A major airliner made the list
Subscribers to Chart of the Week received this commentary on Sunday, June 4.
‘Revenge travel’ has been a summer trend since the start of the pandemic in 2020. Eternal optimists that fell on black days looked to the light at the end of the tunnel, planning globetrotting adventures for when society opened back up. While life has been back to normal for a while now, pricey vacations and logistics are made months and even years in advance, so demand will likely remain elevated for the next few years.
Should investors then be pushing money into travel stocks this summer, to take advantage of the vacationing consumer? Scour the internet right now and there are plenty of headlines that read: ‘The Stocks You Need to Own as Consumers Still Travel This Summer,’ or ‘Prepare for an Expensive Summer Travel Season. These Stocks Should Benefit.’ However, like always, it pays to be a little contrarian when reading such headlines, and more research indicates a more nuanced sector landscape.
Below, Schaeffer’s Senior Quantitative Analyst Rocky White compiled the 25 worst-performing stocks in June on the S&P 500 Index (SPX) in the last 10 years. Per the yellow highlights, nine of those 25 fall under the ‘travel & leisure’ sector. Note Royal Caribbean Cruises’ (RCL) average return of -6.8%, with only two positive months in the last decade, as the worst performer on the list.
United Airlines (UAL) earlier this week enjoyed a halo lift when sector peer American Airlines (AAL) hiked its second-quarter profit outlook. Yet UAL has averaged a 2.8% loss in June, with only 30% of the returns positive in the last 10 years. It’s not just the high seas or blue skies; hotel stock Marriott International (MAR) averages a 3.4% loss in June, with a slim 30% win rate.
Did the damage from the pandemic in June of 2020 and 2021 skewer these results? June returns the last three years from RCL, UAL, and MAR are below, and they’re not pretty. It’s another reminder of the cascading impact of Covid-19; the virus itself may be behind us in the U.S., but the economic ramifications are still boiling underneath the surface for many companies.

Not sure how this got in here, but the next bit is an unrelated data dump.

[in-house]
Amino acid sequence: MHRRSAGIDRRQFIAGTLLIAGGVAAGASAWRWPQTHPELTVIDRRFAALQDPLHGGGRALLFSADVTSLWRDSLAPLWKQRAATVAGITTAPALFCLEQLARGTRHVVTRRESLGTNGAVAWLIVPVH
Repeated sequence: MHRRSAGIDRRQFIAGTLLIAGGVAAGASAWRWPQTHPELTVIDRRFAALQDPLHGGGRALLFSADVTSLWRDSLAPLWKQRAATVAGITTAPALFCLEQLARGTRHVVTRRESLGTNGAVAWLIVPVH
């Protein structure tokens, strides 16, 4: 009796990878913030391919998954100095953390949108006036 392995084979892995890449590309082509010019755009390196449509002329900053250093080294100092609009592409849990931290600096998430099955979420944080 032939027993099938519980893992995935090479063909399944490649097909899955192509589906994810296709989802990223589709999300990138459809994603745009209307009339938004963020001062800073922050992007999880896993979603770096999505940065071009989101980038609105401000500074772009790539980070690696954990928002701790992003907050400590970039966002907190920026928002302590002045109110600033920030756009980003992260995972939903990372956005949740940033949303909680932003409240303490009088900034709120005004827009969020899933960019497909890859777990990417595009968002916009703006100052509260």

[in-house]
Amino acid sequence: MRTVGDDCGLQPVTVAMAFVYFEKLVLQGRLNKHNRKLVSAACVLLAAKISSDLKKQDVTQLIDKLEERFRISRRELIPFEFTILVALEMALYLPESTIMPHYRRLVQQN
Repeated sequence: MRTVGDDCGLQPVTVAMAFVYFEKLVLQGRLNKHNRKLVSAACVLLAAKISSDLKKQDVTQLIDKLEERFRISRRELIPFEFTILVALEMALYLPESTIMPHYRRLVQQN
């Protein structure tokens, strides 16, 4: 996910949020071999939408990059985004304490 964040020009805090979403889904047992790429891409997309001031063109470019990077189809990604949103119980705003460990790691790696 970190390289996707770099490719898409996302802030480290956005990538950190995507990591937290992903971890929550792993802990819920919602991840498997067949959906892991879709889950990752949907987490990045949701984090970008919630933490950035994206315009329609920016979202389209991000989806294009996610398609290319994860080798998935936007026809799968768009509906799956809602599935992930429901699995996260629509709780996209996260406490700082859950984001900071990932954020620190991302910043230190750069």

There could be other explanations for the odd sector rotation. As Senior Equity Analyst Joe Hargett pointed out, travel bookings tend to occur six months to a year in advance. So for a cruise booked in January for June, the revenue shows up on the books for the first quarter, not the second. The same logic applies for airlines, hotels, and travel companies. Factor in the very real ‘buy in May and go away’ seasonal headwinds, and there is a lot working against these stocks to start the summer.
It’s an older reference point, but Senior Market Strategist Chris Prybal also pulled an article in Investors Chronicle from 2013. Per the table below, it showed the travel and leisure sector with a sharp loss in the summer months going back to 1987. Perhaps these headwinds are not strictly wrought from the pandemic, as it appears this sector has been one of the more seasonal sectors tracked for some time now.
But this doesn’t mean travel and leisure stocks should be tossed to the curb. June is just one month of the summer, and in MAR’s case, the stock is already brushing up against a historically bullish trendline. Per data from White, encounters with Marriott stock’s 160-day moving average typically yields a 10.3% 21-day return on average, with all seven of the pullbacks in the last decade finishing in positive territory. Given the rampant volatility experienced in the last three years, you can bet on MAR not being the only stock to fight seasonal headwinds with historically bullish trendlines this summer.
Should other travel stocks get dinged in June again, it could create intriguing entry points to then take advantage of the cyclical nature of consumer demand around the holidays. Smart travelers will start looking at their holiday travel plans in a few months. If another travel sector rotation occurs, there could be a wide range of stocks on the scrap heap that can be had for a discount.
Image and article originally from www.schaeffersresearch.com. Read the original article here.